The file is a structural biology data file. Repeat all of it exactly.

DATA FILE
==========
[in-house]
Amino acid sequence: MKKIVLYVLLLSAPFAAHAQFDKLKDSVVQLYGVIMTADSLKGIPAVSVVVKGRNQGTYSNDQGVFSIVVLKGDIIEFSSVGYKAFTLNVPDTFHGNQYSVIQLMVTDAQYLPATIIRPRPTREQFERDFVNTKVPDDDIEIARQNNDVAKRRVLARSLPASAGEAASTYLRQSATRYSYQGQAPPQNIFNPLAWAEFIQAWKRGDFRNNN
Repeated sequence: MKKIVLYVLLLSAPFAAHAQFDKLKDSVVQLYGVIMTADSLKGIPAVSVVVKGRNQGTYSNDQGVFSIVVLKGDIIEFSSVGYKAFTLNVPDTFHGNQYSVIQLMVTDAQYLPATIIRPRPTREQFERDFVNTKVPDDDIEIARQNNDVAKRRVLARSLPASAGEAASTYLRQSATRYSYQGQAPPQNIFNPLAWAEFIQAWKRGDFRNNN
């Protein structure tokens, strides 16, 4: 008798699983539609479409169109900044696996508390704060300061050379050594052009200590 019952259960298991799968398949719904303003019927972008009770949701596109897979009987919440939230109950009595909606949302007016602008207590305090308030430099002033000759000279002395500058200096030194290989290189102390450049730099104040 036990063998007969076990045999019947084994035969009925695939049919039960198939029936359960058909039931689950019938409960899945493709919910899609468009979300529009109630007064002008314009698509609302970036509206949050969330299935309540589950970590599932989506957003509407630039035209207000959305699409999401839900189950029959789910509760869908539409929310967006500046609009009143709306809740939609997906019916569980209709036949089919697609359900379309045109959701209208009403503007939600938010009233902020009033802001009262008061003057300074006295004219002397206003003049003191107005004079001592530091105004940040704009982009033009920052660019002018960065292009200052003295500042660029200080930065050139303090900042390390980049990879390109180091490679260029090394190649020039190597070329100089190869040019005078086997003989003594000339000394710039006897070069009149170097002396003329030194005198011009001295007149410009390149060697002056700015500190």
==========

[in-house]
Amino acid sequence: MKKIVLYVLLLSAPFAAHAQFDKLKDSVVQLYGVIMTADSLKGIPAVSVVVKGRNQGTYSNDQGVFSIVVLKGDIIEFSSVGYKAFTLNVPDTFHGNQYSVIQLMVTDAQYLPATIIRPRPTREQFERDFVNTKVPDDDIEIARQNNDVAKRRVLARSLPASAGEAASTYLRQSATRYSYQGQAPPQNIFNPLAWAEFIQAWKRGDFRNNN
Repeated sequence: MKKIVLYVLLLSAPFAAHAQFDKLKDSVVQLYGVIMTADSLKGIPAVSVVVKGRNQGTYSNDQGVFSIVVLKGDIIEFSSVGYKAFTLNVPDTFHGNQYSVIQLMVTDAQYLPATIIRPRPTREQFERDFVNTKVPDDDIEIARQNNDVAKRRVLARSLPASAGEAASTYLRQSATRYSYQGQAPPQNIFNPLAWAEFIQAWKRGDFRNNN
């Protein structure tokens, strides 16, 4: 008798699983539609479409169109900044696996508390704060300061050379050594052009200590 019952259960298991799968398949719904303003019927972008009770949701596109897979009987919440939230109950009595909606949302007016602008207590305090308030430099002033000759000279002395500058200096030194290989290189102390450049730099104040 036990063998007969076990045999019947084994035969009925695939049919039960198939029936359960058909039931689950019938409960899945493709919910899609468009979300529009109630007064002008314009698509609302970036509206949050969330299935309540589950970590599932989506957003509407630039035209207000959305699409999401839900189950029959789910509760869908539409929310967006500046609009009143709306809740939609997906019916569980209709036949089919697609359900379309045109959701209208009403503007939600938010009233902020009033802001009262008061003057300074006295004219002397206003003049003191107005004079001592530091105004940040704009982009033009920052660019002018960065292009200052003295500042660029200080930065050139303090900042390390980049990879390109180091490679260029090394190649020039190597070329100089190869040019005078086997003989003594000339000394710039006897070069009149170097002396003329030194005198011009001295007149410009390149060697002056700015500190």